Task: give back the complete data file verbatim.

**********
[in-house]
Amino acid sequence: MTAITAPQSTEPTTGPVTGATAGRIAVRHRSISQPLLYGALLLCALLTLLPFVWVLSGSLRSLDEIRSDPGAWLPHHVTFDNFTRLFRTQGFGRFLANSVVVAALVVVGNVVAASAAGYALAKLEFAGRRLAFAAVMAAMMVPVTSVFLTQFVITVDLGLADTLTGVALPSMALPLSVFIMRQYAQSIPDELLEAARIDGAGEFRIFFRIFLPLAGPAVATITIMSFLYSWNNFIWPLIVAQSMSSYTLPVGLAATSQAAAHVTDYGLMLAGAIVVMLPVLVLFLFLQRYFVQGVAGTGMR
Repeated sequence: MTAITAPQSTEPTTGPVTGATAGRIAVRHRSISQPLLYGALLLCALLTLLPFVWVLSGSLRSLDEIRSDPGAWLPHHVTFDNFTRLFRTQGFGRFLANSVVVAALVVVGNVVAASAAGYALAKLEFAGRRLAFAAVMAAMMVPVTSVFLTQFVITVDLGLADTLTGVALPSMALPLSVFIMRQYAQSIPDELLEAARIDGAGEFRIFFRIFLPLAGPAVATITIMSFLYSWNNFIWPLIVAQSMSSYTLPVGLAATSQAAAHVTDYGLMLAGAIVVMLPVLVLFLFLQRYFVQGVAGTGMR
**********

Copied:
[in-house]
Amino acid sequence: MTAITAPQSTEPTTGPVTGATAGRIAVRHRSISQPLLYGALLLCALLTLLPFVWVLSGSLRSLDEIRSDPGAWLPHHVTFDNFTRLFRTQGFGRFLANSVVVAALVVVGNVVAASAAGYALAKLEFAGRRLAFAAVMAAMMVPVTSVFLTQFVITVDLGLADTLTGVALPSMALPLSVFIMRQYAQSIPDELLEAARIDGAGEFRIFFRIFLPLAGPAVATITIMSFLYSWNNFIWPLIVAQSMSSYTLPVGLAATSQAAAHVTDYGLMLAGAIVVMLPVLVLFLFLQRYFVQGVAGTGMR
Repeated sequence: MTAITAPQSTEPTTGPVTGATAGRIAVRHRSISQPLLYGALLLCALLTLLPFVWVLSGSLRSLDEIRSDPGAWLPHHVTFDNFTRLFRTQGFGRFLANSVVVAALVVVGNVVAASAAGYALAKLEFAGRRLAFAAVMAAMMVPVTSVFLTQFVITVDLGLADTLTGVALPSMALPLSVFIMRQYAQSIPDELLEAARIDGAGEFRIFFRIFLPLAGPAVATITIMSFLYSWNNFIWPLIVAQSMSSYTLPVGLAATSQAAAHVTDYGLMLAGAIVVMLPVLVLFLFLQRYFVQGVAGTGMR